Proposal To Expand Agriculture Magnet Approved
After years of acrimonious debate, the Chicago City Council has approved a plan to expand the Chicago High School for Agricultural Sciences.
The school, located on a 72-acre parcel that is the last working farm in the city limits, is a public magnet school that serves primarily African-American and Hispanic students. It is located in the predominantly white Mount Greenwood community on the city's southwest side.
Residents of the area have protested the plans to expand the school, which now has about 400 students, arguing that it would bring traffic and overcrowding to their neighborhood. But supporters of the school say the opposition is racially motivated.
The school, which occupies a former elementary school building, lacks many of the facilities common to high schools, including a lunchroom, gymnasium, and some science laboratories, said Kevin McCarthy, the school's assistant principal.
The agricultural school has a successful track record in educating students, who come from throughout the city and are not screened for academic ability. Of last year's graduating class of 94 students, Mr. McCarthy said, 80 students went on to college, while many others entered the military or got jobs.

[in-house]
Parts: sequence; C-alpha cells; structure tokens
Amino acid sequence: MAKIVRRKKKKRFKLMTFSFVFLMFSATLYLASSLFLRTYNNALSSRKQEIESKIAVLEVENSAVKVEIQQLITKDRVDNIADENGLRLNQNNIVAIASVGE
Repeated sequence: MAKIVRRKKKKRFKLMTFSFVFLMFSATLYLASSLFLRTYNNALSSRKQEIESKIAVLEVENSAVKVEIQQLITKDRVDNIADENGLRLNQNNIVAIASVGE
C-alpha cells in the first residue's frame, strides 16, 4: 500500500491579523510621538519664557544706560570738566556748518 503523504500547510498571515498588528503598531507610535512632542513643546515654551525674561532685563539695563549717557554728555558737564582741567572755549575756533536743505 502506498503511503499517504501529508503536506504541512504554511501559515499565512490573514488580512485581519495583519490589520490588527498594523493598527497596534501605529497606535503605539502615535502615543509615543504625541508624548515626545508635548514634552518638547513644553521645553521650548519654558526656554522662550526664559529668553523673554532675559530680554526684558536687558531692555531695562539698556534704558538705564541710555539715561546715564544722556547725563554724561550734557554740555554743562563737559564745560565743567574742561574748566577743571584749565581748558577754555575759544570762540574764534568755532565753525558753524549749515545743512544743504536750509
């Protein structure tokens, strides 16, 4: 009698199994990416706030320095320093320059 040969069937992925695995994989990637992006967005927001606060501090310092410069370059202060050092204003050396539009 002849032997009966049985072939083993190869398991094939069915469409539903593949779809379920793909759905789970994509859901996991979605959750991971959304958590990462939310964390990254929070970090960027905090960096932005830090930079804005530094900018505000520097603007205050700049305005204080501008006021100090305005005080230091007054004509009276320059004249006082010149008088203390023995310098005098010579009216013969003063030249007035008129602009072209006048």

"We are what every other school in Chicago wishes they could be,'' he said. "All we need is a building.''
Breaking the Logjam
Although plans to expand the school have been on the drawing boards for years, opposition from local residents and their representatives on the City Council have stalled progress.
Last summer, Mayor Richard M. Daley, who had previously deferred to the local politicians' opposition to the expansion, called for a compromise so that the facility could be built.
After the Mayor helped to break the logjam, new plans for expanding the school to serve 600 students were drawn up, addressing some of the Mount Greenwood residents' major concerns.
The council approved the new plans this month on a vote of 28 to 16.
Construction is expected to take about two years. The funding for the project, estimated to cost between $14 million and $20 million, will come from the state.
The council vote is not the last hurdle facing the school, however. The American Civil Liberties Union of Illinois filed a federal lawsuit last summer, arguing that the school should be expanded to serve 1,200 students.
The civil-liberties group believes that the local opposition to the
expansion is racially motivated and could deprive current and future
students of educational opportunity, said Valerie Phillips, a
spokeswoman for the organization.
Vol. 13, Issue 22